‘The Novelist’s Film’ Review: Real Talk

In Hong Sang-soo’s latest study in small moments and chance encounters, a visit to an old friend prompts a writer in crisis to try something new.

Send any friend a story

As a subscriber, you have 10 gift articles to give each month. Anyone can read what you share.

By Austin Considine

When you purchase a ticket for an independently reviewed film through our site, we earn an affiliate commission.

Amid the wonderfully diverse and daring output of the South Korean film industry in recent decades, the director Hong Sang-soo has been quietly, prolifically making features of the utmost insight and sensitivity — nearly 30 since 1996 — that have nothing to do with the genre-play, melodrama or over-the-top violence associated with some of his better known compatriots.

His most recent picture, “The Novelist’s Film,” is no exception, a Chekhovian study in small moments and chance encounters, which is to say it is a study of human beings as they really live: ambiguously and without exposition, spontaneously and without tidy motives or resolution.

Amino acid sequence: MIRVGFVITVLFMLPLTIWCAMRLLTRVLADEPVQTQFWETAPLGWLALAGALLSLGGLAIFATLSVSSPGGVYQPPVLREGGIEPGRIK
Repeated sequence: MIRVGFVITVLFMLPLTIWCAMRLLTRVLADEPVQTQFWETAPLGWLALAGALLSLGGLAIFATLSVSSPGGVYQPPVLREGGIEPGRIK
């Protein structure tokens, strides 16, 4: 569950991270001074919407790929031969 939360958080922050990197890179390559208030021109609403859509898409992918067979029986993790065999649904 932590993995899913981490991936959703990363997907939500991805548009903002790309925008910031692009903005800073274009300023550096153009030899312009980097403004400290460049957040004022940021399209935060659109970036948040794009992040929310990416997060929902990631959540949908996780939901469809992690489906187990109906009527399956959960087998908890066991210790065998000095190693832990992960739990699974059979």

Much of what typifies Hong’s work will feel familiar in “The Novelist’s Film”: the budget (low); the dialogue (natural); the characters (creative types in crisis); the camera (mostly a fixed, single shot per scene). The story is likewise reliably spare: On a visit to an old friend (Seo Young-hwa) outside Seoul, the novelist Junhee (Lee Hye-young) has a run-in with a movie director who once jilted her professionally (Kwon Hae-hyo) and a famous actress, Kilsoo (Hong’s longtime collaborator Kim Min-hee), who has stepped away from acting indefinitely.

Junhee has been struggling creatively herself, and she is prompted to pursue her own experimental short film, in which she urges Kilsoo to participate. Her request, like many of her conversations, is awkwardly frank. Meaning teems in the uncomfortable silences and deflections; each platitude contains multitudes. Is Kilsoo interested or playing nice?

Hong works fast, rarely preparing scripts more than a day in advance, which may help explain how his films can be so talky without feeling scripted — a minor miracle each time he does it, which is about once a year. Long may he run-and-gun.

The Novelist’s Film
Not rated. In Korean, with subtitles. Running time: 1 hour 32 minutes.

Site Information Navigation

Source: Read Full Article